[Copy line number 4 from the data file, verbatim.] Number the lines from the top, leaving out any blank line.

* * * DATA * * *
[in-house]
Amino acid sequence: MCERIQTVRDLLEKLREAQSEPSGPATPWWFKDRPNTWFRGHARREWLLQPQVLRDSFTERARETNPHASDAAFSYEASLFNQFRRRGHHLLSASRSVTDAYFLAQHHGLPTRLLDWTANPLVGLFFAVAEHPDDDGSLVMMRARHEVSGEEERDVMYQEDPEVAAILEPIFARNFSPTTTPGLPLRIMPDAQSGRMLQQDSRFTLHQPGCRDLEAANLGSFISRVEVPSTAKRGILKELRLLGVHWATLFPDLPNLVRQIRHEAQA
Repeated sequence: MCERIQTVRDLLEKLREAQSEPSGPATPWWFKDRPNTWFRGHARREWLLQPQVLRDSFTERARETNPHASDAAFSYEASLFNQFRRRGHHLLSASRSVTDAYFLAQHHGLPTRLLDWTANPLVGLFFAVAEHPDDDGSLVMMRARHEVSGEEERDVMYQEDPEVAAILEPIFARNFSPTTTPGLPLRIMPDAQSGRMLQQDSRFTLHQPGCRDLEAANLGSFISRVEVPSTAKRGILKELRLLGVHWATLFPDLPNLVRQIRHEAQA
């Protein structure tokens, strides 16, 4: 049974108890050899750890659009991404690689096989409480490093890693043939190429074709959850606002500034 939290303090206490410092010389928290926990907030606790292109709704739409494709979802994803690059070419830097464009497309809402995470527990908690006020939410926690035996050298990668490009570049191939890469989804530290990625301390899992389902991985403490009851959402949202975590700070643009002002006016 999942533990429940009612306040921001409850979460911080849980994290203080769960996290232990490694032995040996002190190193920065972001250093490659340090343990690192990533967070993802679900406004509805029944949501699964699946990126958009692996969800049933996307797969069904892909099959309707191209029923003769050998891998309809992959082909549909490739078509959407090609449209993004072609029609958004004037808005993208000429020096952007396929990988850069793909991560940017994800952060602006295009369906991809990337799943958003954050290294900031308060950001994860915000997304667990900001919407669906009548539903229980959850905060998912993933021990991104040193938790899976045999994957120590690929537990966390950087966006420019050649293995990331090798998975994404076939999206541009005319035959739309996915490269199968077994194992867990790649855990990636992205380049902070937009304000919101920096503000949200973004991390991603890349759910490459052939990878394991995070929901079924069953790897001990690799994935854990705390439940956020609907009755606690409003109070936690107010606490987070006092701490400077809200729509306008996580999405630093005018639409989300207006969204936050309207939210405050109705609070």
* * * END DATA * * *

């Protein structure tokens, strides 16, 4: 049974108890050899750890659009991404690689096989409480490093890693043939190429074709959850606002500034 939290303090206490410092010389928290926990907030606790292109709704739409494709979802994803690059070419830097464009497309809402995470527990908690006020939410926690035996050298990668490009570049191939890469989804530290990625301390899992389902991985403490009851959402949202975590700070643009002002006016 999942533990429940009612306040921001409850979460911080849980994290203080769960996290232990490694032995040996002190190193920065972001250093490659340090343990690192990533967070993802679900406004509805029944949501699964699946990126958009692996969800049933996307797969069904892909099959309707191209029923003769050998891998309809992959082909549909490739078509959407090609449209993004072609029609958004004037808005993208000429020096952007396929990988850069793909991560940017994800952060602006295009369906991809990337799943958003954050290294900031308060950001994860915000997304667990900001919407669906009548539903229980959850905060998912993933021990991104040193938790899976045999994957120590690929537990966390950087966006420019050649293995990331090798998975994404076939999206541009005319035959739309996915490269199968077994194992867990790649855990990636992205380049902070937009304000919101920096503000949200973004991390991603890349759910490459052939990878394991995070929901079924069953790897001990690799994935854990705390439940956020609907009755606690409003109070936690107010606490987070006092701490400077809200729509306008996580999405630093005018639409989300207006969204936050309207939210405050109705609070």